1 Philippine Peso = 161.09555 Lao Kip
1 Philippine Peso = 29.29364 Lebanese Pound
1 Philippine Peso = 2.98307 Sri Lanka Rupee
1 Philippine Peso = 2.22611 Liberian Dollar
1 Philippine Peso = 0.26095 Lesotho Loti
1 Philippine Peso = 0.05932 Lithuanian Lita
1 Philippine Peso = 0.01208 Latvian Lat
1 Philippine Peso = 0.02661 Libyan Dinar
1 Philippine Peso = 0.1842 Moroccan Dirham
1 Philippine Peso = 0.34588 Moldovan Leu
1 Philippine Peso = 1.01323 Macedonian Denar
1 Philippine Peso = 26.52267 Myanmar Kyat
1 Philippine Peso = 47.3633 Mongolian Tugrik
1 Philippine Peso = 0.15677 Macau Pataca
1 Philippine Peso = 7.02471 Mauritania Ougulya
1 Philippine Peso = 0.64623 Mauritius Rupee
1 Philippine Peso = 0.30142 Maldives Rufiyaa
1 Philippine Peso = 13.93073 Malawi Kwacha
1 Philippine Peso = 0.34414 Mexican Peso
1 Philippine Peso = 0.08344 Malaysian Ringgit
1 Philippine Peso = 0.25604 Namibian Dollar
1 Philippine Peso = 7.1006 Nigerian Naira
1 Philippine Peso = 0.58844 Nicaragua Cordoba
1 Philippine Peso = 0.1538 Norwegian Krone
1 Philippine Peso = 1.99066 Nepalese Rupee
1 Philippine Peso = 0.02661 New Zealand Dollar
1 Philippine Peso = 0.00749 Omani Rial
1 Philippine Peso = 0.01946 Panama Balboa
1 Philippine Peso = 0.06301 Peruvian Nuevo Sol
1 Philippine Peso = 0.06168 Papua New Guinea Kina
1 Philippine Peso = 1 Philippine Peso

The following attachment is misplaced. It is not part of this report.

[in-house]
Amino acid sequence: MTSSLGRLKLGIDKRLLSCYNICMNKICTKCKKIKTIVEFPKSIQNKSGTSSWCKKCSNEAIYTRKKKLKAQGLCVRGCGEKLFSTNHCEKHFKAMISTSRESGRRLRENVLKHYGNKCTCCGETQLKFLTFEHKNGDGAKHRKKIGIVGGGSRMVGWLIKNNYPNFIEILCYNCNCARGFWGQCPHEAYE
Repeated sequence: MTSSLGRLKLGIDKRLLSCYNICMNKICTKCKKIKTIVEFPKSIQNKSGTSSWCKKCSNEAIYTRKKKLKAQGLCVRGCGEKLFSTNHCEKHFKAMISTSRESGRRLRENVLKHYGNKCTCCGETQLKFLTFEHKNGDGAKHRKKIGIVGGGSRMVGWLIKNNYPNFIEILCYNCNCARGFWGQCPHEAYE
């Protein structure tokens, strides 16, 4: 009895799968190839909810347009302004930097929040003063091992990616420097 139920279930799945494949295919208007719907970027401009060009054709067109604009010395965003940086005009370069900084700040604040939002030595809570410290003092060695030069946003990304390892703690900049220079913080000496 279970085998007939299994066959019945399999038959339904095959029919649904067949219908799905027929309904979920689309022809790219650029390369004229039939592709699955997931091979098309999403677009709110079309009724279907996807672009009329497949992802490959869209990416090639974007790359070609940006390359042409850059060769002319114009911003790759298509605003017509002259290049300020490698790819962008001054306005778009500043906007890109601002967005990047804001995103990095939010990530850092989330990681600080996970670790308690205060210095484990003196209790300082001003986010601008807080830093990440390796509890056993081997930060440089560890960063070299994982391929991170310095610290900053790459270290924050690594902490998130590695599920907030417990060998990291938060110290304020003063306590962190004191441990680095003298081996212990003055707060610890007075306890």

1 Philippine Peso = 2.0504 Pakistani Rupee
1 Philippine Peso = 0.07069 Polish Zloty
1 Philippine Peso = 108.34793 Paraguayan Guarani
1 Philippine Peso = 0.07086 Qatar Rial
1 Philippine Peso = 0.07605 Romanian New Leu
1 Philippine Peso = 1.14343 Russian Rouble
1 Philippine Peso = 16.06149 Rwanda Franc
1 Philippine Peso = 0.07297 Saudi Arabian Riyal
1 Philippine Peso = 0.1508 Solomon Islands Dollar
1 Philippine Peso = 0.26075 Seychelles Rupee
1 Philippine Peso = 0.1296 Sudanese Pound
1 Philippine Peso = 0.15772 Swedish Krona
1 Philippine Peso = 0.02651 Singapore Dollar
1 Philippine Peso = 0.01511 St Helena Pound
1 Philippine Peso = 0.43211 Slovak Koruna
1 Philippine Peso = 145.94279 Sierra Leone Leone
1 Philippine Peso = 10.8776 Somali Shilling
1 Philippine Peso = 405.39601 Sao Tome Dobra
1 Philippine Peso = 0.17027 El Salvador Colon
1 Philippine Peso = 10.02102 Syrian Pound
1 Philippine Peso = 0.25583 Swaziland Lilageni
1 Philippine Peso = 0.64604 Thai Baht
1 Philippine Peso = 0.04749 Tunisian Dinar
1 Philippine Peso = 0.04262 Tongan paʻanga
1 Philippine Peso = 0.06846 Turkish Lira
1 Philippine Peso = 0.13124 Trinidad Tobago Dollar
1 Philippine Peso = 0.58973 Taiwan Dollar
1 Philippine Peso = 43.43258 Tanzanian Shilling
1 Philippine Peso = 0.49523 Ukraine Hryvnia
1 Philippine Peso = 69.99416 Ugandan Shilling
1 Philippine Peso = 0.01946 United States Dollar
1 Philippine Peso = 0.55517 Uruguayan New Peso
1 Philippine Peso = 80.17124 Uzbekistan Sum
1 Philippine Peso = 0.19409 Venezuelan Bolivar
1 Philippine Peso = 442.24558 Vietnam Dong
1 Philippine Peso = 2.01985 Vanuatu Vatu
1 Philippine Peso = 0.04832 Samoa Tala